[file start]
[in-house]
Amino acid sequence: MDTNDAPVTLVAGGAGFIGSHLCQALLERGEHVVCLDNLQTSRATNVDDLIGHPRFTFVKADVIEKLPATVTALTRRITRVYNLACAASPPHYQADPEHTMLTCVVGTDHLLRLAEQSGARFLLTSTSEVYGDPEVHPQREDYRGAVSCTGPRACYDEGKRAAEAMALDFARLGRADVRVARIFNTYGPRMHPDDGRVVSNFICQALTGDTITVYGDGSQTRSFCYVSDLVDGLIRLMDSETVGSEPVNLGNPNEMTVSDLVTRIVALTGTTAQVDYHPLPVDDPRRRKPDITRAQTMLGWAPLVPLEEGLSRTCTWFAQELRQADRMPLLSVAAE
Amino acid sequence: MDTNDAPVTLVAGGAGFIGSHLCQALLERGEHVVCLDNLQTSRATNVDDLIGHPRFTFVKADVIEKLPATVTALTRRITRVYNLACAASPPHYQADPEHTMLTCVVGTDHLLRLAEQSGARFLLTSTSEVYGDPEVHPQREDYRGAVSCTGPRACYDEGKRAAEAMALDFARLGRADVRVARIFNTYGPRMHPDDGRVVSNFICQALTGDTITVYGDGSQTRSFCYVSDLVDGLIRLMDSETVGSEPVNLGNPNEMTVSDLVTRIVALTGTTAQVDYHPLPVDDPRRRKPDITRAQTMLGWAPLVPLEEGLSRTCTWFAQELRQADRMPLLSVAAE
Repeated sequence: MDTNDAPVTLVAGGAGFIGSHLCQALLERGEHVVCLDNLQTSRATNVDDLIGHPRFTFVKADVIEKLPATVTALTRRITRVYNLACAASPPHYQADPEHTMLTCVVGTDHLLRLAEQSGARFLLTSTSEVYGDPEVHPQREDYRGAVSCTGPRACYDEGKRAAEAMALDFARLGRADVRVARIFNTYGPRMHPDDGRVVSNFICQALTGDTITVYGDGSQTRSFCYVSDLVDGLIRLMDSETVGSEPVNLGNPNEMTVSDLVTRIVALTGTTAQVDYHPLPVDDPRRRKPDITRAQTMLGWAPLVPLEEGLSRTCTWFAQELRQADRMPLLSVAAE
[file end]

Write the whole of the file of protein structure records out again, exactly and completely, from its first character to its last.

[in-house]
Amino acid sequence: MDTNDAPVTLVAGGAGFIGSHLCQALLERGEHVVCLDNLQTSRATNVDDLIGHPRFTFVKADVIEKLPATVTALTRRITRVYNLACAASPPHYQADPEHTMLTCVVGTDHLLRLAEQSGARFLLTSTSEVYGDPEVHPQREDYRGAVSCTGPRACYDEGKRAAEAMALDFARLGRADVRVARIFNTYGPRMHPDDGRVVSNFICQALTGDTITVYGDGSQTRSFCYVSDLVDGLIRLMDSETVGSEPVNLGNPNEMTVSDLVTRIVALTGTTAQVDYHPLPVDDPRRRKPDITRAQTMLGWAPLVPLEEGLSRTCTWFAQELRQADRMPLLSVAAE
Amino acid sequence: MDTNDAPVTLVAGGAGFIGSHLCQALLERGEHVVCLDNLQTSRATNVDDLIGHPRFTFVKADVIEKLPATVTALTRRITRVYNLACAASPPHYQADPEHTMLTCVVGTDHLLRLAEQSGARFLLTSTSEVYGDPEVHPQREDYRGAVSCTGPRACYDEGKRAAEAMALDFARLGRADVRVARIFNTYGPRMHPDDGRVVSNFICQALTGDTITVYGDGSQTRSFCYVSDLVDGLIRLMDSETVGSEPVNLGNPNEMTVSDLVTRIVALTGTTAQVDYHPLPVDDPRRRKPDITRAQTMLGWAPLVPLEEGLSRTCTWFAQELRQADRMPLLSVAAE
Repeated sequence: MDTNDAPVTLVAGGAGFIGSHLCQALLERGEHVVCLDNLQTSRATNVDDLIGHPRFTFVKADVIEKLPATVTALTRRITRVYNLACAASPPHYQADPEHTMLTCVVGTDHLLRLAEQSGARFLLTSTSEVYGDPEVHPQREDYRGAVSCTGPRACYDEGKRAAEAMALDFARLGRADVRVARIFNTYGPRMHPDDGRVVSNFICQALTGDTITVYGDGSQTRSFCYVSDLVDGLIRLMDSETVGSEPVNLGNPNEMTVSDLVTRIVALTGTTAQVDYHPLPVDDPRRRKPDITRAQTMLGWAPLVPLEEGLSRTCTWFAQELRQADRMPLLSVAAE